Successful investing is often called a mix between science and art. There have been many attempts to quantify the measurable factors that can be used to predict stock market winners, but investment decisions often boil down to judgment calls that take qualitative factors into consideration.

According to Philip Fisher, author of Common Stocks and Uncommon Profits (1958), one of the best ways to discover a company's strengths and weaknesses would be through the use of "scuttlebutt"—a process in which the investor would gather firsthand knowledge. In other words, interrogating sales clerks in search of the next great retail stock is scuttlebutt.

The scuttlebutt method can be time-consuming and may not be readily accessible for the average investor; however, in today's technology-driven society, it's easier to utilize this approach than you think. Check out these free web resources as a starting point:

  • SEC Filling – 10K: Knowing how to read a 10K is an important part of investing and that's the secret Warren Buffett tells anybody willing to listen and take up the challenge. But do you really know what to look for and how to read it efficiently? Here are 3 tips to get you started: 1) Beware of fancy charts in annual reports, 2) Use the letter to shareholders as a screen for CEO trustability, and 3) Check footnote consistency. 
  • Google Trends indicates the volume and frequency of search terms relative to total search volume across region and time. This is a great site to use if you want to get a general sense of consumer demand.
  • The Pew Research Center is another good source to learn about the issues, attitudes and trends shaping America and the world. I am particularly interested in the social media research they conducted through the PewResearch Internet Project. There are also many datasets that are free to view and download.
  • Visit especially if you are researching a website or any company with an online presence. The free portion of the site provides you with useful information such as daily page views and daily time on site, as well as user demographics.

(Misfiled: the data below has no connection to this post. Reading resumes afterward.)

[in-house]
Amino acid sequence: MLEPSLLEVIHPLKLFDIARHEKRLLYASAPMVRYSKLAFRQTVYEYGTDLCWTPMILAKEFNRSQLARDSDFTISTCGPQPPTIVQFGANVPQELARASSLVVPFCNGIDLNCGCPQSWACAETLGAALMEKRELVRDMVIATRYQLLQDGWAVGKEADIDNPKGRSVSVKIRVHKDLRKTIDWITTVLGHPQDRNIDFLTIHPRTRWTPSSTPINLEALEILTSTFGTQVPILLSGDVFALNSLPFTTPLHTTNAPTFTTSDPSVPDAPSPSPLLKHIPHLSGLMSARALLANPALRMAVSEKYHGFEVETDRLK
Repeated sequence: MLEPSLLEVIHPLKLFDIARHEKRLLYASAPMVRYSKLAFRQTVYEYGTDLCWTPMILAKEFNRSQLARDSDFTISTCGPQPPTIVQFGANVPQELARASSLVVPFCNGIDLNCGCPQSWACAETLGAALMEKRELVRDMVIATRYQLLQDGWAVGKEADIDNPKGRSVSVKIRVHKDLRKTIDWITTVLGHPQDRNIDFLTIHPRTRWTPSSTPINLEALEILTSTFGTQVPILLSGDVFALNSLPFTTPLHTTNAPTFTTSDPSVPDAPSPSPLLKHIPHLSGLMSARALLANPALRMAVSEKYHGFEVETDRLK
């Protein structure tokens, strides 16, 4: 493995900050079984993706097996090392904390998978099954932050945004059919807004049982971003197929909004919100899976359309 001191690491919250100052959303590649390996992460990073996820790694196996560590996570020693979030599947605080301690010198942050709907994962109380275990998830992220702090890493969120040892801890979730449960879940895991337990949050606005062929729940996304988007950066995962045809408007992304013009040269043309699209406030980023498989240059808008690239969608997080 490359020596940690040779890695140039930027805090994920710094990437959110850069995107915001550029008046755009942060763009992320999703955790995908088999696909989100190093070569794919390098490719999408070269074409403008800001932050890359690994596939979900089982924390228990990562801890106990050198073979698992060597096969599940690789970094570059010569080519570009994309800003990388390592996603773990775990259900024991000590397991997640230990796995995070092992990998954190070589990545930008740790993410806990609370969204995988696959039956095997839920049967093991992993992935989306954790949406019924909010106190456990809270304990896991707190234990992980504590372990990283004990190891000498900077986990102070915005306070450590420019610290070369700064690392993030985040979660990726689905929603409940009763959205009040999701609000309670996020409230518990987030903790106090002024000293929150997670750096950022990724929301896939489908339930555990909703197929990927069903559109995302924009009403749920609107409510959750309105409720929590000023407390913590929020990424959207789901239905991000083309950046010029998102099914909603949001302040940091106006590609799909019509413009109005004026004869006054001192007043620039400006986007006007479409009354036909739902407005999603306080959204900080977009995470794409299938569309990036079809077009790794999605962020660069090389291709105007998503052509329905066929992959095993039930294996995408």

• Fisher believed labor turnover rate and employment desirability are two very important factors to consider. LinkedIn is a great source of information in this realm. These days, most companies are careful to maintain a respectable online presence and spend time to populate their company profile page with relevant information. A company that is either unintelligible with its company benefits or inattentive in its presentation of itself is probably not going to be a company that is cognizant of its shareholders.
  • Glassdoor is a site to visit if you want to get a behind-the-scenes view. Here, the investor can get a glimpse of employee/company culture and leadership, through its anonymous company reviews and CEO approval rates. As this article notes, Glassdoor offers investors the opportunity to separate truly innovative companies with wannabes.
  • The website of Forbes magazine has a feature called People Tracker that allows you to search for an individual's corporate affiliations (as well as listings on the Forbes lists of rich people). 
  • Fisher supports the idea that salaries should be in-line with industry standards, without being excessive. Executive Paywatch is a great site to add to your bookmark. You can search for a company either by ticker symbol or full name and see how one executive's total pay compares with that of the average worker (according to Bureau of Labor Statistics).

When Fisher talks about the "scuttlebutt" method, he is referring to the times when he tried to talk to everyone related to the company he is researching—from current to former employees, competitors, customers, etc. In that regard, the list I provided here is less scuttlebutt than providing alternative sources of information. The essence of stock research, after all, is to ask many questions and attempt to form a comprehensive picture about the company and the future.

If you haven't read Fisher's book, Common Stocks and Uncommon Profits, I highly recommend it. If you have read it already, read it again. The philosophies that Fisher advocates within are applicable even in this day and age. It is one of the more famous investment books that has inspired legions over the years, including Warren Buffett and our very own, David Gardner.

Try any of our Foolish newsletter services free for 30 days. We Fools may not all hold the same opinions, but we all believe that considering a diverse range of insights makes us better investors. The Motley Fool has a disclosure policy.